There are a bunch of reasons for getting out and counting these birds, and one of the best is that it’s fun.  Raptors are beautiful birds, exquisitely adapted to do what they do, and it’s a thrill to see them in action, whether it’s a Red-tailed Hawk watching for movement in a ditch from its perch on a fence post, a Rough-legged Hawk hovering over a field with deep, loose, wing-strokes, a Sharp-shinned Hawk with its classic “flap-flap-flap-glide” flight pattern, or a kestrel bouncing on an electric wire with a small mammal dangling from its fist.  Raptors aren’t the only birds you’ll see from the hawk tower.  On the final day of the 2018 count, cloudy, breezy, and cold, a Northern Shrike sat at eye level in a neighboring tree, chattering softly as I photographed it.    
So, join us for a training session and find out how to tell the main groups of hawks apart by sight and behavior, how to work the HMANA data sheet, and which combinations of wind direction and frontal passage are most attractive to migrating hawks.  You can join a group of like-minded folks on the hawk tower at Forest Beach (often, with snacks) or you can count solo.  The rewards are great – you’ll be contributing to a growing body of knowledge about raptor movement.  For more information and/or to sign up for our spring training session contact us at 
For more information:
Monarchs on Joe Pye Weed by Kate Redmond
It's been a long time since there was any good news to report about the Monarch butterfly population. Suddenly there is news out of Mexico that gives us a ray of hope. A rumor that a monarch butterfly colony has been wintering  around Mexico's Nevado de Toluca volcano was verified shortly before Christmas.

"At the end of last month, Mexican officials announced that the overall population of monarch butterflies wintering in central Mexico was up 144% over the previous year. Researchers found the butterflies occupying 15 acres of pine and fir forests in the mountains of Michoacan and Mexicos states, compared to only six acres the year before." For a full account of this promising development read here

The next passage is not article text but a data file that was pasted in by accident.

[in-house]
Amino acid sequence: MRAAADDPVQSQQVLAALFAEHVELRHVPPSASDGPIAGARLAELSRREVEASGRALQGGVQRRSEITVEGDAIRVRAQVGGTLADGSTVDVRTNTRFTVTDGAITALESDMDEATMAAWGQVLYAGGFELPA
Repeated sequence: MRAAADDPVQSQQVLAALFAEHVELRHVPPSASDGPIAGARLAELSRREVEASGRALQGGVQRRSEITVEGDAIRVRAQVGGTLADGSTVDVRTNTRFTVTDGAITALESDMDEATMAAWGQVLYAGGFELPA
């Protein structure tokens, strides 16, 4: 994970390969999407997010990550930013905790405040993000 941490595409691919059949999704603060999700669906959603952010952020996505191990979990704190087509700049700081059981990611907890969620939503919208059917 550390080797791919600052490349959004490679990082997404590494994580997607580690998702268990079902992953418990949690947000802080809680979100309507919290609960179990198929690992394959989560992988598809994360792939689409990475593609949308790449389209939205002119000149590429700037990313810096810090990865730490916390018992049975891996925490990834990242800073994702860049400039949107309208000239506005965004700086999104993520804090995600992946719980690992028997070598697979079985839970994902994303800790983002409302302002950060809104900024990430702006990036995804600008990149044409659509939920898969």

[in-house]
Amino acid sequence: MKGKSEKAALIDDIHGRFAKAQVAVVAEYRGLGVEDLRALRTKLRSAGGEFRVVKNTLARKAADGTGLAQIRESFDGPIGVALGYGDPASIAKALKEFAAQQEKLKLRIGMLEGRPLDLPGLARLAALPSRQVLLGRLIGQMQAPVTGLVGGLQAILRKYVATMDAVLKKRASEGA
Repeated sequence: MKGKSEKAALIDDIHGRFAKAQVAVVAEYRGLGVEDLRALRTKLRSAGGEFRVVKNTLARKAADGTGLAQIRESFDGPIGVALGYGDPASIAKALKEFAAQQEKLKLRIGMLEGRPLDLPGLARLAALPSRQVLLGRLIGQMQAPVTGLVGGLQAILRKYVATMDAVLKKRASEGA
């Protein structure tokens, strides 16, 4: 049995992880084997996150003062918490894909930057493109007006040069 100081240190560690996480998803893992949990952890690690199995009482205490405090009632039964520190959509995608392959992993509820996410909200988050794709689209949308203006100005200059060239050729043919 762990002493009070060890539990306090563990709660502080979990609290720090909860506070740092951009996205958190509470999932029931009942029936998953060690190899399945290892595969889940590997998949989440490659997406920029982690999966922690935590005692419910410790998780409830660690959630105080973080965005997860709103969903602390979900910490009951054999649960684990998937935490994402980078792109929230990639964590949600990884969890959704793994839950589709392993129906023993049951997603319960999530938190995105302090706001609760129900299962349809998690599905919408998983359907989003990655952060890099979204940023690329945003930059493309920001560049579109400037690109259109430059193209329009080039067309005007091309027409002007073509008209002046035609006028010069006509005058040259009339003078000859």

We have been waiting for this kind of encouraging news for a long time. Now is the time to redouble our efforts to increase Monarch habitat and commit to "best practices" for Monarch restoration in our own gardens. The Observatory will offer three Monarch events this year at Forest Beach Migratory Preserve, where native plants and milkweed will be available for purchase, as well as free workshops on how to raise Monarchs, and a final event in August with a tag and release celebration. Let's all work together to send a bigger-than-ever Generation 5 back to Mexico for the great migration in Fall 2019.
Tundra Swans by Joel Trick
Calvin Brennan, our Waterbird Watch technician, begins his spring counts at Harrington Beach State Park in March. If you're curious about what he's seeing, bring your binoculars and a spotting scope and join him at the blind just south of the rocky point on the shore (in the park, about a third of a mile southeast of the beach parking lot). If he's busy, he won't have much time to talk, but during slower times, he'll be available to answer questions.
Top right by Joel Trick, bottom left and right by Kate Redmond
Sunday, May 19, 2019: World Migratory Bird Day and Native Plant Sale
Bring your binoculars and join Observatory experts on bird hikes through Forest Beach Migratory Preserve, enjoy a live raptor show, and shop for native plants that benefit birds, Monarchs, and other pollinators.

Saturday, June 15, 2019: Treasures of Oz 
Learn how to raise a Monarch from egg to adult butterfly at the Observatory's Monarch Workshop. Attendees who have a good supply of milkweed, the only plant Monarch caterpillars can eat, will be able to adopt Monarch caterpillars.

Saturday, August 24, 2019: Monarch Tag and Release Celebration
Tour the prairie in full bloom, and watch as we tag and release Monarch butterflies for their long trip to Mexico. Fun for all ages!

Friday and Saturday, November 1-2, 2019: Southeastern Wisconsin Conservation Summit
Meet and learn from the naturalists and community scientists who are conducting vital research and monitoring on a wide range of topics in southeastern Wisconsin.

October-November, 2019